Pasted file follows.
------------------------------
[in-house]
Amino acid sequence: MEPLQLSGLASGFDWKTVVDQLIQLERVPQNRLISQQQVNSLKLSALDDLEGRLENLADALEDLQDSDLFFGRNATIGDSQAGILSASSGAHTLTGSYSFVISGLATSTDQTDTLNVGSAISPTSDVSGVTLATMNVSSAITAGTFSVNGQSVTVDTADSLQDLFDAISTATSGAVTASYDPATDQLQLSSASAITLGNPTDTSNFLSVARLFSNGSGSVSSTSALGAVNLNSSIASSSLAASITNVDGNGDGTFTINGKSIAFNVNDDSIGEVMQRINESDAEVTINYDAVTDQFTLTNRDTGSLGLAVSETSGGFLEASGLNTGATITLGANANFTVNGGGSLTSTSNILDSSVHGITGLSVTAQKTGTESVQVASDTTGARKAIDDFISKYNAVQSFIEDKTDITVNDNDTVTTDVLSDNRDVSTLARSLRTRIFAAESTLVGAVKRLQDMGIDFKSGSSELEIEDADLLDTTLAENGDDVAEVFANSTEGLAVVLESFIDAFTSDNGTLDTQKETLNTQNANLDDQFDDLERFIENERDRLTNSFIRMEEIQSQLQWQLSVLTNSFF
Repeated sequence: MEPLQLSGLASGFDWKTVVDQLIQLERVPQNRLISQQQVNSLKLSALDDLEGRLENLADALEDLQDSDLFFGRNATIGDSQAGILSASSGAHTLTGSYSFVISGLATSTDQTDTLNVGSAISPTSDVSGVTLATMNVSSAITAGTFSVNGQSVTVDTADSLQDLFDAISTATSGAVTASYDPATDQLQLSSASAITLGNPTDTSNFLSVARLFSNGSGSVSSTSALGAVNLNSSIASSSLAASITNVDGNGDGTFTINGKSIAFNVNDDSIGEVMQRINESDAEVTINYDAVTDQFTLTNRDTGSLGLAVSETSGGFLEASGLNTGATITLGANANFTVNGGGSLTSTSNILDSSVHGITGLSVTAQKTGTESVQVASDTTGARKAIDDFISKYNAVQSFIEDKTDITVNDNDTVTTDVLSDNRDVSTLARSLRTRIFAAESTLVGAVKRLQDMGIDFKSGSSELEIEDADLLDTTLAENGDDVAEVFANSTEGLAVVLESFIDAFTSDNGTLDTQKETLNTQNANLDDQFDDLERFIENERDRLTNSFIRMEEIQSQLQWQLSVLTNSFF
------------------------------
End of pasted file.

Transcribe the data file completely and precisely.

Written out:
[in-house]
Amino acid sequence: MEPLQLSGLASGFDWKTVVDQLIQLERVPQNRLISQQQVNSLKLSALDDLEGRLENLADALEDLQDSDLFFGRNATIGDSQAGILSASSGAHTLTGSYSFVISGLATSTDQTDTLNVGSAISPTSDVSGVTLATMNVSSAITAGTFSVNGQSVTVDTADSLQDLFDAISTATSGAVTASYDPATDQLQLSSASAITLGNPTDTSNFLSVARLFSNGSGSVSSTSALGAVNLNSSIASSSLAASITNVDGNGDGTFTINGKSIAFNVNDDSIGEVMQRINESDAEVTINYDAVTDQFTLTNRDTGSLGLAVSETSGGFLEASGLNTGATITLGANANFTVNGGGSLTSTSNILDSSVHGITGLSVTAQKTGTESVQVASDTTGARKAIDDFISKYNAVQSFIEDKTDITVNDNDTVTTDVLSDNRDVSTLARSLRTRIFAAESTLVGAVKRLQDMGIDFKSGSSELEIEDADLLDTTLAENGDDVAEVFANSTEGLAVVLESFIDAFTSDNGTLDTQKETLNTQNANLDDQFDDLERFIENERDRLTNSFIRMEEIQSQLQWQLSVLTNSFF
Repeated sequence: MEPLQLSGLASGFDWKTVVDQLIQLERVPQNRLISQQQVNSLKLSALDDLEGRLENLADALEDLQDSDLFFGRNATIGDSQAGILSASSGAHTLTGSYSFVISGLATSTDQTDTLNVGSAISPTSDVSGVTLATMNVSSAITAGTFSVNGQSVTVDTADSLQDLFDAISTATSGAVTASYDPATDQLQLSSASAITLGNPTDTSNFLSVARLFSNGSGSVSSTSALGAVNLNSSIASSSLAASITNVDGNGDGTFTINGKSIAFNVNDDSIGEVMQRINESDAEVTINYDAVTDQFTLTNRDTGSLGLAVSETSGGFLEASGLNTGATITLGANANFTVNGGGSLTSTSNILDSSVHGITGLSVTAQKTGTESVQVASDTTGARKAIDDFISKYNAVQSFIEDKTDITVNDNDTVTTDVLSDNRDVSTLARSLRTRIFAAESTLVGAVKRLQDMGIDFKSGSSELEIEDADLLDTTLAENGDDVAEVFANSTEGLAVVLESFIDAFTSDNGTLDTQKETLNTQNANLDDQFDDLERFIENERDRLTNSFIRMEEIQSQLQWQLSVLTNSFF